The most recent lawsuit to catch our attention was filed Oct. 13 in Rochester, NY. According to an Oct. 23 article from the Rochester Business Journal, ATM customers allege that Canandaigua National Bank & Trust Co. failed to post a notice that a fee would be charge on the outside of the machine, as the EFTA requires. The machines did have a notice provided electronically during the transaction, also a legal requirement. The purported class seeks return of the fees as well as statutory damages of up to $500,000 or one percent. Other cases have been brought against a Las Vegas company that focuses on providing ATMs to casinos and a series of banks and ATM operators in Pennsylvania and Ohio. Attorney Bruce Carlson of Carlson Lynch said his firm has already won at least one settlement of the maximum amount, but at least one of his claims has also been dismissed.

Our Illinois ATM fee fraud lawyers plan to keep a close eye on these cases as they progress. As Carlson told the Business Journal, the relevant language of the EFTA is not ambiguous about ATM operators’ duties. In order to legally charge a fee for using an ATM, the operator of the ATM must post a prominent notice of the fee’s existence and amount “on or at” the machine. It must also provide the notice on the ATM’s screen or on a paper receipt, before the customer completes the transaction and incurs the fee. Most ATM operators have no trouble meeting these requirements, but as these lawsuits demonstrate, a large handful appear to have failed. Consumers who are misled as a result are entitled to hold the ATM operator legally responsible for the extra fees and any other damages the court deems appropriate.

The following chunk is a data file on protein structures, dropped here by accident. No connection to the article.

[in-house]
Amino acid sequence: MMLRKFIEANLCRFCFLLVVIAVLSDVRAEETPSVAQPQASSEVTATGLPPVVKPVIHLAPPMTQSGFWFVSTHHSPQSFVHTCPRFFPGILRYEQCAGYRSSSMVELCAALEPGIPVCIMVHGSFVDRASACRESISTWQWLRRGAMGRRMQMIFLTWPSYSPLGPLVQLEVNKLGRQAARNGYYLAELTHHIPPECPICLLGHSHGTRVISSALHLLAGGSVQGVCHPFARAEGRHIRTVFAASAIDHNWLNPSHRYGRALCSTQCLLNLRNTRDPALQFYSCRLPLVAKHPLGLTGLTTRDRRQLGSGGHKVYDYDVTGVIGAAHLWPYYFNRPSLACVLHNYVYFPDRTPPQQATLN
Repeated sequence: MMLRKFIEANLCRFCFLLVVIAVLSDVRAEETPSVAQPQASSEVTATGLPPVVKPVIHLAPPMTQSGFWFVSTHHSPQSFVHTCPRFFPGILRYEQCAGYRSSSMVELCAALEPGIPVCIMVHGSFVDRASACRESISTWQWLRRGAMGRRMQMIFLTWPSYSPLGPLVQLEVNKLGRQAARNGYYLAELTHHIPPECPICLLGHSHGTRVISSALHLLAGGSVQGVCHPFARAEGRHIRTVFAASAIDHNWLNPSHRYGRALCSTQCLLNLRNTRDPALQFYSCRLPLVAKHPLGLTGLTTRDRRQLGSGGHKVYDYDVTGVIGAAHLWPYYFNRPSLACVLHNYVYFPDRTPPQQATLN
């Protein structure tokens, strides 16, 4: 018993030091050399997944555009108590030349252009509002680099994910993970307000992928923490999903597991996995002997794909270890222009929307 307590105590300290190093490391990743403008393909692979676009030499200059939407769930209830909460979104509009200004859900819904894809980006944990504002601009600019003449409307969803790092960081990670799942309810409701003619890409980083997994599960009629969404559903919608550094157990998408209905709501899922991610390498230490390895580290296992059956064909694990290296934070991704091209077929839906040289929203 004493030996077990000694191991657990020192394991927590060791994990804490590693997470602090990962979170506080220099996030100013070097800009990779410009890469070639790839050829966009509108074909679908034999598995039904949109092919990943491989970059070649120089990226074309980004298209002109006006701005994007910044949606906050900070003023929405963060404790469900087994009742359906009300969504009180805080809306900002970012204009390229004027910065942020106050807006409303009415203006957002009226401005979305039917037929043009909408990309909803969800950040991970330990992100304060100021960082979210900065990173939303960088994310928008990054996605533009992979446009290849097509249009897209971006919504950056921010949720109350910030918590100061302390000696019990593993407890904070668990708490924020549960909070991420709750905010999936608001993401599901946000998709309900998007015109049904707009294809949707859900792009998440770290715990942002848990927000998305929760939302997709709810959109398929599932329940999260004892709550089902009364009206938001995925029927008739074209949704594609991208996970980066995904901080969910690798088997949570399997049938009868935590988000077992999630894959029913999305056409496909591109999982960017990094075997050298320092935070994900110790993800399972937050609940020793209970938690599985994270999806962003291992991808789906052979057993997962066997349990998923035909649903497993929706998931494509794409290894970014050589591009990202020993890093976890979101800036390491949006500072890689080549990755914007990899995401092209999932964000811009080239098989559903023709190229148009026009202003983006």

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Illinois Man Sues Marriott for ATM Fee Fraud From Machine at Lincolnshire Hotel

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As Chicago ATM fee fraud attorneys, we were extremely interested to see an ATM fee fraud lawsuit filed right here in the Northern District of Illinois. According to an Oct. 29 post from the Chicago Bar-Tender blog, Frederick Brill is suing Marriott International Inc. over alleged violations of the Electronic Funds Transfer Act. The case stems from ATM fees incurred by Brill’s use of an ATM in the lobby of the Marriott Lincolnshire, in the Chicago suburbs, in December of 2008. Brill and his attorneys are seeking class action status for the case, which they say could include hundreds of people.

The complaint in the case says Brill found no notice on the outside of the machine, but he was nonetheless charged a $2.50 fee to use it. This alleged conduct violates the EFTA, a federal law governing consumers’ rights when withdrawing, paying or moving money electronically, including through ATMs. ATM fees are legal under the EFTA, but ATM operators are required to post notices of the fees and their amounts on the outside of the machines. They must also put an additional notice on the screen of the ATM itself, or on a paper receipt, a requirement not at issue in the lawsuit. If ATM operators fail to meet these requirements, the EFTA allows injured consumers to sue to recover the fee, as well as statutory damages of a set amount per violation. If the case is a class action, as proposed here, injured consumers may recover attorney fees and statutory damages of up to $500,000, or one percent of the company’s net worth, whichever is lesser.

As consumer rights attorneys for more than two decades, we are pleased to see growing consumer awareness of this problem. ATM fees themselves caused a lot of grumbling when they were first introduced, but court rulings made it clear that it’s not illegal simply to charge an ATM fee. This has trained many consumers to shrug and accept outrageously high fees. By contrast, the language of the EFTA is very clear about the requirement to give notice of ATM fees on both the outside of the machine and on the screen itself. The law is designed to give consumers the opportunity to opt out of fees they don’t agree with -- something that’s much less likely once they’ve already inserted their cards. Consumers have the right to make decisions about these fees with full information, and ATM operators shouldn’t be able to end-run around their legal obligations, whether out of negligence or deliberate choice.